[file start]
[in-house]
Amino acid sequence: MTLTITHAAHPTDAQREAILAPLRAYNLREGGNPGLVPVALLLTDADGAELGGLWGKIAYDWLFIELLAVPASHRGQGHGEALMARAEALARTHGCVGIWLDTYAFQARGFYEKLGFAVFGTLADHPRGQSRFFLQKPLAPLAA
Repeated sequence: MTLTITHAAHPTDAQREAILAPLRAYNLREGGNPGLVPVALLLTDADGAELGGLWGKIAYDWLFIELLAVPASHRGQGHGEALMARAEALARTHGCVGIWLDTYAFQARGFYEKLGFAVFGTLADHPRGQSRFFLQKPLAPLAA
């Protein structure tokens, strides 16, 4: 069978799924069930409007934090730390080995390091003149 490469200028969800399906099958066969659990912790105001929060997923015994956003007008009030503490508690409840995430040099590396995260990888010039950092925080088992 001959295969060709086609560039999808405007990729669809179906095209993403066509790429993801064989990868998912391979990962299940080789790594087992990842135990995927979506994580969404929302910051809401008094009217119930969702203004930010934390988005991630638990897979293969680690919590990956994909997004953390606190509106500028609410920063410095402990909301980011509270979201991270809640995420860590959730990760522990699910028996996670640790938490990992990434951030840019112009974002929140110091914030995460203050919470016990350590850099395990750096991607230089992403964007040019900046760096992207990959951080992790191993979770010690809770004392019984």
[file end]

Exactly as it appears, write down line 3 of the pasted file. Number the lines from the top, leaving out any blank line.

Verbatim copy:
Repeated sequence: MTLTITHAAHPTDAQREAILAPLRAYNLREGGNPGLVPVALLLTDADGAELGGLWGKIAYDWLFIELLAVPASHRGQGHGEALMARAEALARTHGCVGIWLDTYAFQARGFYEKLGFAVFGTLADHPRGQSRFFLQKPLAPLAA